Garrett Madison has led 16 successful expeditions to Mt. Vinson over the last 12 years. Each of these climbs was successful in reaching the top of Mount Vinson, the highest point in Antarctica. Madison Mountaineering’s approach to leading small and self-sufficient teams allows us the flexibility to adapt to changing conditions in Antarctica and accommodate the needs of our climbers. Our ’expedition style’ approach on Vinson provides climbers with the relevant climbing and expedition experience to apply on bigger and more challenging peaks throughout the world.
Who is your guide?
In addition to leading 16 climbs of Mt. Vinson, Garrett Madison has led ten successful climbs of Mt. Everest, two on K2, and many other expeditions around the globe. Garrett is a pleasant person to spend time with and is perhaps one of the best ‘expedition leaders’ in regards to balancing climber safety, reaching the summit, and having a great time throughout the program.
The Journey to Vinson
Our journey begins in the Tierra del Fuego (Spanish for “Land of Fire”) in Chile’s southernmost city of Punta Arenas, located on the strait of Magellan. A large statue of the famous explorer towers over the town square. Legend has it that those who kiss the statue are destined to return! After a briefing with our flight logistics operator, we depart in an Ilyushin 76 Russian cargo jet and fly 4 ½ hours over the Drake passage and then over a large part of the Antarctic continent, landing on a large strip of blue ice nearby the Union Glacier camp. We generally spend a day or two here then fly via twin otter aircraft 45 minutes to Vinson base camp, where we begin our climb.
Part of the Ellsworth mountain range, Mt. Vinson is the highest peak in Antarctica, approx. 600 miles from the South Pole and over 1,200 miles from the beginning of the Antarctic Peninsula. Traveling to Antarctica is an incredible experience in itself, as most Antarctic tourists merely catch a glimpse of the Antarctic peninsula from a cruise ship. Vinson climbers actually fly onto the continent (an opportunity normally only reserved for government-funded scientists or support personnel) and experience the surreal environment of inland Antarctica. A pristine land of ice, snow, and rock, Antarctica is actually a desert, with the least precipitation of any continent on Earth. At our intermediate camp in Antarctica located on Union Glacier, we have the opportunity to interact with other Antarctic explorers as well as scientists doing meaningful research in their fields.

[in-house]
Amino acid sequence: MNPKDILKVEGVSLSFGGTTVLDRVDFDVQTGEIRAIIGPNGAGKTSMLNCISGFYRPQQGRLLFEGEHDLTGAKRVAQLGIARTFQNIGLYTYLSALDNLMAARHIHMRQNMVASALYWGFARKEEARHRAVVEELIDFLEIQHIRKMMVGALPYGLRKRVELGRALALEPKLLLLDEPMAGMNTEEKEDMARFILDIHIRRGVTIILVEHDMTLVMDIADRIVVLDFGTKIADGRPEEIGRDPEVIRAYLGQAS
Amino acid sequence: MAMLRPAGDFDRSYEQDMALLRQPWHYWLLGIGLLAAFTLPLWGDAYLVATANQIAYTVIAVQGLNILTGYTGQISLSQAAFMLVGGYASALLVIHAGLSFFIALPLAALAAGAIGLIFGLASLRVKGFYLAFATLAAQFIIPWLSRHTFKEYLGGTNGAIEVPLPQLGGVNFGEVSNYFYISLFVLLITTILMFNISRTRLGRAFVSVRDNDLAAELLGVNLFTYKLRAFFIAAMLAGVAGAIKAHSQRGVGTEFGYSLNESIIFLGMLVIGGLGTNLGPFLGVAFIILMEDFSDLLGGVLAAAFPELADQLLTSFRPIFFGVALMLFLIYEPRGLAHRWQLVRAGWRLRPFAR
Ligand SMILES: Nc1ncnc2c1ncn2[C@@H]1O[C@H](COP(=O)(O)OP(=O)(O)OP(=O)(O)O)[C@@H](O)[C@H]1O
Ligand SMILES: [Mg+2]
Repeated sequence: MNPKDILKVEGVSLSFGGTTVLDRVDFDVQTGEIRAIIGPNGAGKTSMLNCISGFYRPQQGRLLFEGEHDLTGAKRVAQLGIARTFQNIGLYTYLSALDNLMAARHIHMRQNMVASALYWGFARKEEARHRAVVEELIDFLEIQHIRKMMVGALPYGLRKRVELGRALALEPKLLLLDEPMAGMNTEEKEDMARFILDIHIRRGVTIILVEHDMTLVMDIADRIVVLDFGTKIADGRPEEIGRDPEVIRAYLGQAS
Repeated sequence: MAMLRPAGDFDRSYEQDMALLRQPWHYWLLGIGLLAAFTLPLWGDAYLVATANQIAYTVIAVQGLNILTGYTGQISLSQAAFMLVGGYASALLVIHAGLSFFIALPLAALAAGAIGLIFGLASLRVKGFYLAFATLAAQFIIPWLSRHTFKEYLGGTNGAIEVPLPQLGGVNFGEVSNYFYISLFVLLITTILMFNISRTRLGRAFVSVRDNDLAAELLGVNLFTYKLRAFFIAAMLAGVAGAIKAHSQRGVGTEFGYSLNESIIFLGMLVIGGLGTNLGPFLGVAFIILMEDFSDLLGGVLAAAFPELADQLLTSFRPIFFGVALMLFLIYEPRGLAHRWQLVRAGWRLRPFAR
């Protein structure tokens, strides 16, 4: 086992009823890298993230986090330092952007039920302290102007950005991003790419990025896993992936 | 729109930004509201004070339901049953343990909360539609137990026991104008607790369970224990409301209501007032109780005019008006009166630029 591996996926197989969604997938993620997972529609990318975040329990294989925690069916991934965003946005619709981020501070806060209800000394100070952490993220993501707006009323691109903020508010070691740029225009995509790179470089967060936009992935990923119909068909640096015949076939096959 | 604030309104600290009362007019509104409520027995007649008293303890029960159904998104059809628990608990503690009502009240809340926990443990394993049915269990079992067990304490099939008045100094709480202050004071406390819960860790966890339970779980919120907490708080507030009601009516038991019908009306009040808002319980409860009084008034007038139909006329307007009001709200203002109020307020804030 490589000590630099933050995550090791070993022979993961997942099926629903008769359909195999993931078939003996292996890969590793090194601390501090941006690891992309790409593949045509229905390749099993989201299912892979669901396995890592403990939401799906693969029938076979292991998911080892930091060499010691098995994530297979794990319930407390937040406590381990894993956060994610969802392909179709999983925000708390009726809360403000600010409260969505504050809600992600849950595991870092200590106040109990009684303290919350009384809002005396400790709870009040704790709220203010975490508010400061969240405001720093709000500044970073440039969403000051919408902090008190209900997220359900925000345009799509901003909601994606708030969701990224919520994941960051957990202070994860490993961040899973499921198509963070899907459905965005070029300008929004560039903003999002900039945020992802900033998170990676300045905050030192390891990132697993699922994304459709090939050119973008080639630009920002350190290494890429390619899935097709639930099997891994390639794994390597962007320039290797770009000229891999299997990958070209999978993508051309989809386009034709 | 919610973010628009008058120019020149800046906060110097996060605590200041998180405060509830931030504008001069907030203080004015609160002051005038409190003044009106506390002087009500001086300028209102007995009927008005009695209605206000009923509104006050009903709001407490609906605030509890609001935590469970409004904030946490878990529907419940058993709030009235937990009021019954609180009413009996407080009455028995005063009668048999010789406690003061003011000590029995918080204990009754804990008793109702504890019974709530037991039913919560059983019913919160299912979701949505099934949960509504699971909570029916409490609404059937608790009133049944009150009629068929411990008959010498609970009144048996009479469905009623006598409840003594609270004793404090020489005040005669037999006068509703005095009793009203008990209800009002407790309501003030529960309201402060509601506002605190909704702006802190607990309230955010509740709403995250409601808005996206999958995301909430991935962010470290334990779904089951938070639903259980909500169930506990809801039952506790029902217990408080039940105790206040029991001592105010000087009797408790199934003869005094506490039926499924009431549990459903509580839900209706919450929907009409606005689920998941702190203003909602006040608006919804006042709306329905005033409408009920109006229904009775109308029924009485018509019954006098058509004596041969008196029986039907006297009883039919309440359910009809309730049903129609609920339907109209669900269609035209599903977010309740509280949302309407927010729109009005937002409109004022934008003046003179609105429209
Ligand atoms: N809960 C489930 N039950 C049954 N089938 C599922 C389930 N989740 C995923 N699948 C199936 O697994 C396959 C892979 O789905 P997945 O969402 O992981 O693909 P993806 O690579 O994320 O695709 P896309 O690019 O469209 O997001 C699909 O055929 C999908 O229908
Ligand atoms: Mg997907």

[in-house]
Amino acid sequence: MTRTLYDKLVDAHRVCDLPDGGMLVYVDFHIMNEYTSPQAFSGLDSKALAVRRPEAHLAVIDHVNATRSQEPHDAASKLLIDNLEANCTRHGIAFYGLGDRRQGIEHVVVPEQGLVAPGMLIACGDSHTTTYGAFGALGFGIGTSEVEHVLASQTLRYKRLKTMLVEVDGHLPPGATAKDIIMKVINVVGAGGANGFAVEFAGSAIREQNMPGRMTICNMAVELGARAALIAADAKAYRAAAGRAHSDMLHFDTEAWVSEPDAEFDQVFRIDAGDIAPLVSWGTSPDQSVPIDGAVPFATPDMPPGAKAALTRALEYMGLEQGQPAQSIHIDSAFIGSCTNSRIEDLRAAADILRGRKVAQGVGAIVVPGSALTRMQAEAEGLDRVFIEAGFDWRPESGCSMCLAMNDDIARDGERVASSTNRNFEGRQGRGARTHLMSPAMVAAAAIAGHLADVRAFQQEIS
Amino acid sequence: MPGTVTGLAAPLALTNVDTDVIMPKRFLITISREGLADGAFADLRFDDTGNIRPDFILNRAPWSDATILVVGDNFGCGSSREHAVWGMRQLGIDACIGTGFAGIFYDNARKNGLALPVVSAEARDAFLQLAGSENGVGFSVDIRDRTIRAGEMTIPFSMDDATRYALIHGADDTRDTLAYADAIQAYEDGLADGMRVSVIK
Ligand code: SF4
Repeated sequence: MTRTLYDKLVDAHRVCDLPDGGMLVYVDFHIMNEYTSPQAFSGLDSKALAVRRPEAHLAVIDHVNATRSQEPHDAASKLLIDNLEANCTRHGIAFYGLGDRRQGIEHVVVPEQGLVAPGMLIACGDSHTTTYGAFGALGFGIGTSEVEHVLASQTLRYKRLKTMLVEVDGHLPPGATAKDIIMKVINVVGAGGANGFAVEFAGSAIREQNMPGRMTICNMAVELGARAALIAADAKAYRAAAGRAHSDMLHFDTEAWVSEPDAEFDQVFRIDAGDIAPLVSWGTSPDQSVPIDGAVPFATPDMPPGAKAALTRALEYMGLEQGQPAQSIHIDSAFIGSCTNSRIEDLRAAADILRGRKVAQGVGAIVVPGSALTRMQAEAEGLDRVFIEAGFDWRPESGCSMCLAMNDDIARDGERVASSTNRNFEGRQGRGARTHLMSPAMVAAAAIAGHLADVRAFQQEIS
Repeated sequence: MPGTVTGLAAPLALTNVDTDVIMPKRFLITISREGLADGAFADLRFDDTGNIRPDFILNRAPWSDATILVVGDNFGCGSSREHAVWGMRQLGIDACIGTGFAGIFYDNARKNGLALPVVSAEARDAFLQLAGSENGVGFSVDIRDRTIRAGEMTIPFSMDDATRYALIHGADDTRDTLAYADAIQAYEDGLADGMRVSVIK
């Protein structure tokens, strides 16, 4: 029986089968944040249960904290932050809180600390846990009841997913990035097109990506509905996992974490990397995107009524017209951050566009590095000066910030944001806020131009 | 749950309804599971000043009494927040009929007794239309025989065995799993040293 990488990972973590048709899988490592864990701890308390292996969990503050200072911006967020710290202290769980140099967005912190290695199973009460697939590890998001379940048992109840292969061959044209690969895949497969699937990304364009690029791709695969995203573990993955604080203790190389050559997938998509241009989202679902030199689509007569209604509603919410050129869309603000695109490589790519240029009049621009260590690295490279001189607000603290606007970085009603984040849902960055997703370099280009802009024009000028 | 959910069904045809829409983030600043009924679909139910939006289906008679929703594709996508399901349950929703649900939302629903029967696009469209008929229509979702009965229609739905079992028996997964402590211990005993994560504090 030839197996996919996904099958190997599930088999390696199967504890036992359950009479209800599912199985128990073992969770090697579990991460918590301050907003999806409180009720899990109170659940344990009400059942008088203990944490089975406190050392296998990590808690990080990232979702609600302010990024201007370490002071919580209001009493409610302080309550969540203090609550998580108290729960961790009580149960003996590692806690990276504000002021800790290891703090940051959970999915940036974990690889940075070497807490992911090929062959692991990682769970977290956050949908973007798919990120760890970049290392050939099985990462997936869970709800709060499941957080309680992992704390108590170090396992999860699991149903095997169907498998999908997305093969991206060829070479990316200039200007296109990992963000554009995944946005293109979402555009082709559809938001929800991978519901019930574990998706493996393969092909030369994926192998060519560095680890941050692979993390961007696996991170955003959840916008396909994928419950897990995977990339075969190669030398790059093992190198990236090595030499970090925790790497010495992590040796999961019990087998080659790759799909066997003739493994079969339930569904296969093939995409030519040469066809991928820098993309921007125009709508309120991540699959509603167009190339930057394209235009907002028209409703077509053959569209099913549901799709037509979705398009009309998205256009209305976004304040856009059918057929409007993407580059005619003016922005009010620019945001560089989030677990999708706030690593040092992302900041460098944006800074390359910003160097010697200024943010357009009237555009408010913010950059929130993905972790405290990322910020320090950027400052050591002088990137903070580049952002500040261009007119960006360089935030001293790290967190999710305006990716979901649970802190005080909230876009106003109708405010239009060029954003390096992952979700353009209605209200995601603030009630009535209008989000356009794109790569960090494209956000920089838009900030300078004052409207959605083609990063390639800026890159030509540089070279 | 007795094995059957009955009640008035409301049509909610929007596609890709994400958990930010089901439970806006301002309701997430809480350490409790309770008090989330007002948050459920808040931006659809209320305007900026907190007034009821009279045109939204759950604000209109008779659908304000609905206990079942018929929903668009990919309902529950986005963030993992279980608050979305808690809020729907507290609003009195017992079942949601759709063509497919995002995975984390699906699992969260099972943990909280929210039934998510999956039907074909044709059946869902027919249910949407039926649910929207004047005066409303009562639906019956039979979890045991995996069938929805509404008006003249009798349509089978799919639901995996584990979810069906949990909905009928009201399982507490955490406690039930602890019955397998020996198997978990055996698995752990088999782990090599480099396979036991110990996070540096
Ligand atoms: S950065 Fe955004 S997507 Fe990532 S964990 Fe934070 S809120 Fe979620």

We break the ascent of Vinson into several stages. With two higher camps above our base camp, we have the opportunity to acclimate along the way and rest during the ascent. Most of the climbing is on glaciated slopes, with one full day on a steep snow and ice slope utilizing fixed ropes. The final day to the top involves climbing the summit ridge with amazing views of the surrounding peaks as well as looking to the horizon of ice as far as the eye can see. Generally, we have stable weather during the climbing season of December and January, as this is the summer season in the southern hemisphere with 24 hours of daylight in Antarctica. The average temperature is well below 0°F, and occasionally the winds can reach up to 40 mph. Climbers should have experience climbing in cold conditions, be comfortable carrying a 40 lb. backpack, and possess appropriate glacier travel experience. Please contact us to discuss the prerequisites for this expedition.